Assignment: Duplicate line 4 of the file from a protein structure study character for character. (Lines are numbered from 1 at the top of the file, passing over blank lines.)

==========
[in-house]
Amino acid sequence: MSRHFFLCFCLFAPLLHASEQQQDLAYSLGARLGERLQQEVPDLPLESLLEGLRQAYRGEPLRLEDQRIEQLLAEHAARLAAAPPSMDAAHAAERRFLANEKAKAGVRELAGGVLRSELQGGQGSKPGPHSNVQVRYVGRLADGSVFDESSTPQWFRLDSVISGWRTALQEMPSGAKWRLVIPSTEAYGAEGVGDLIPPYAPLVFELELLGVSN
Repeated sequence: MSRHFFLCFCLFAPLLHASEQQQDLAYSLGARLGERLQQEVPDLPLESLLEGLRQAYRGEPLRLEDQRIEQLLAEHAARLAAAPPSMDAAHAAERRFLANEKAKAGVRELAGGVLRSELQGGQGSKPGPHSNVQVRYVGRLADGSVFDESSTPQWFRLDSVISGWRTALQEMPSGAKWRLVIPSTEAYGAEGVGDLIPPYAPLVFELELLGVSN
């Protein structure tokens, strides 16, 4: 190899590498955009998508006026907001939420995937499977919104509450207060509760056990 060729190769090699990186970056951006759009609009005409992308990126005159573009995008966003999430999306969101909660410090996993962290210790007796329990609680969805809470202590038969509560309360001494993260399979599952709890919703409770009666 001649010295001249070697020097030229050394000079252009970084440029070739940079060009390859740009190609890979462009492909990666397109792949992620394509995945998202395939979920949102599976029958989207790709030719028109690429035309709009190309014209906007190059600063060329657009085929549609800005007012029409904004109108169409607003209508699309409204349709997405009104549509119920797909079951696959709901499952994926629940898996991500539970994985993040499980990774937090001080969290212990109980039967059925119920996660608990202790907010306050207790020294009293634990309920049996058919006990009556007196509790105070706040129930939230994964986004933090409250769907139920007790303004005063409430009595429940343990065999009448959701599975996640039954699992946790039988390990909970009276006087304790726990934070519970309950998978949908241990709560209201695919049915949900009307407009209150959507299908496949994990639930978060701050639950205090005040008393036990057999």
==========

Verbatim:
């Protein structure tokens, strides 16, 4: 190899590498955009998508006026907001939420995937499977919104509450207060509760056990 060729190769090699990186970056951006759009609009005409992308990126005159573009995008966003999430999306969101909660410090996993962290210790007796329990609680969805809470202590038969509560309360001494993260399979599952709890919703409770009666 001649010295001249070697020097030229050394000079252009970084440029070739940079060009390859740009190609890979462009492909990666397109792949992620394509995945998202395939979920949102599976029958989207790709030719028109690429035309709009190309014209906007190059600063060329657009085929549609800005007012029409904004109108169409607003209508699309409204349709997405009104549509119920797909079951696959709901499952994926629940898996991500539970994985993040499980990774937090001080969290212990109980039967059925119920996660608990202790907010306050207790020294009293634990309920049996058919006990009556007196509790105070706040129930939230994964986004933090409250769907139920007790303004005063409430009595429940343990065999009448959701599975996640039954699992946790039988390990909970009276006087304790726990934070519970309950998978949908241990709560209201695919049915949900009307407009209150959507299908496949994990639930978060701050639950205090005040008393036990057999």